Let those sit for 15 minutes, while you do this in another pan. Melt the butter, stir in the flour, and let it cook for about a minute. A lot of cookery books tell you to cook it until it smells "biscuity". I've never detected that smell from butter and flour, but if you can, that's your guideline. I can't smell saffron, let alone biscuity, so I ignore that instruction, and stir it until it is smooth.

Next, strain the milk into it, and throw the stuff in the strainer away, unless you can think of some arcane use for it.

Simmer the mixture for about five minutes, then take it off the heat, stir it like fury, while pouring in the beaten eggs as slowly as you can, tip it on top of your already partly cooked moussaka, or whatever other dish you are improving, and finish cooking it...

Thursday, March 25, 2021

Sunday, March 21, 2021

A Foodie Book Review

 The thing is...

...when I started blogging, ooh, ages ago, it was going to be a food blog. And about computers. But suddenly, politics got a bit too intrusive in our lives, and I ended up writing quite a lot about the dreadful crooks who were messing up everything for everyone.

Don't panic! I am not going to stop lambasting the criminal gang who have hijacked our country, and dragged us unwillingly out of the EU. [Yes, I can justify that claim, and probably will quite soon.]

But... but there are a lot of really good food blogs, mostly about restaurants I couldn't afford to eat in, even if I wanted to eat their rather too fancy food. And how do you even begin to compete with Jay Rayner's restaurant reviews, especially the magnificent ones where he really dislikes both the restaurant and the food?

Loaf Story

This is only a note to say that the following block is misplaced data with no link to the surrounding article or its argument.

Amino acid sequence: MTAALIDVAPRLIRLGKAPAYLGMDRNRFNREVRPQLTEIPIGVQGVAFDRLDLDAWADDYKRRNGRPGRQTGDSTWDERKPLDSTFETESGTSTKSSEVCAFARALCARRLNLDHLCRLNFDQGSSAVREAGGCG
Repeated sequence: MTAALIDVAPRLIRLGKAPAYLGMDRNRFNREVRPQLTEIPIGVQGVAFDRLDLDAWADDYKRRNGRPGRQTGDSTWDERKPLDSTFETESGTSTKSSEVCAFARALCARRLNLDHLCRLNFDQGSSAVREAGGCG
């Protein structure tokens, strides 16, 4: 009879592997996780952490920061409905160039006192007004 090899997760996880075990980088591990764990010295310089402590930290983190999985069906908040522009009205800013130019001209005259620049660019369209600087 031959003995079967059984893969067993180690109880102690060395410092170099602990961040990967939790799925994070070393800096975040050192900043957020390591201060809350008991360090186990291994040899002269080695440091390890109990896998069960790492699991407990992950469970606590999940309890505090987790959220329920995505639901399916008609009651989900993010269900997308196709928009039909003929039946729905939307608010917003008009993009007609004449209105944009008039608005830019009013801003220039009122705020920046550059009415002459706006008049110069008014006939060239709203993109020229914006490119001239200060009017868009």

A Love Letter to Bread
And then, he only went and started writing about cookery books, a while before I had come up with the idea, and doing it really well, the monster. However, there's this book that I chose as a birthday present for myself...

You know how some books are so good that you keep reading bits out to the significant other in the room? This book has so many bits like that, that the ordinary bits are hard to find.

It's by Tim Hayward, whose "Food DIY" was the inspiration for a lot of my early blog posts about things like home made charcuterie. It's a book with recipes, not a recipe book. 

You might think that a book based on bread, with sections on toast, sandwiches, and various bread-based concoctions would be a bit ordinary. I took this to bed, to read myself to sleep. Bad mistake. I was laughing my head off for hours, fascinated also by the interesting footnotes. Yes, this book has footnotes. The author reveals his opinions about many food items that people have firm opinions on, like Marmite, salad cream - has to be Heinz, but he tells you how to make your own, baked beans - must be Heinz, and not the low fat, sugar, salt version. I suppose the fact that I agree with him on all these things explains in part why I think this is a truly great book.

Thursday, March 04, 2021

Weird stuff in recipes, part 94.


"After boiling for six to six and a half minutes, she cools them under cold water, peels, then fries in a pan filled a third of the way up with 160C sunflower oil (if you don’t have a thermometer, drop in a cube of bread and it should turn golden in 25-30 seconds)."

No. If you don't have a thermometer, get a thermometer. They're not expensive. Standing there, timing cubes of bread until one turns "golden" in the right time is silly.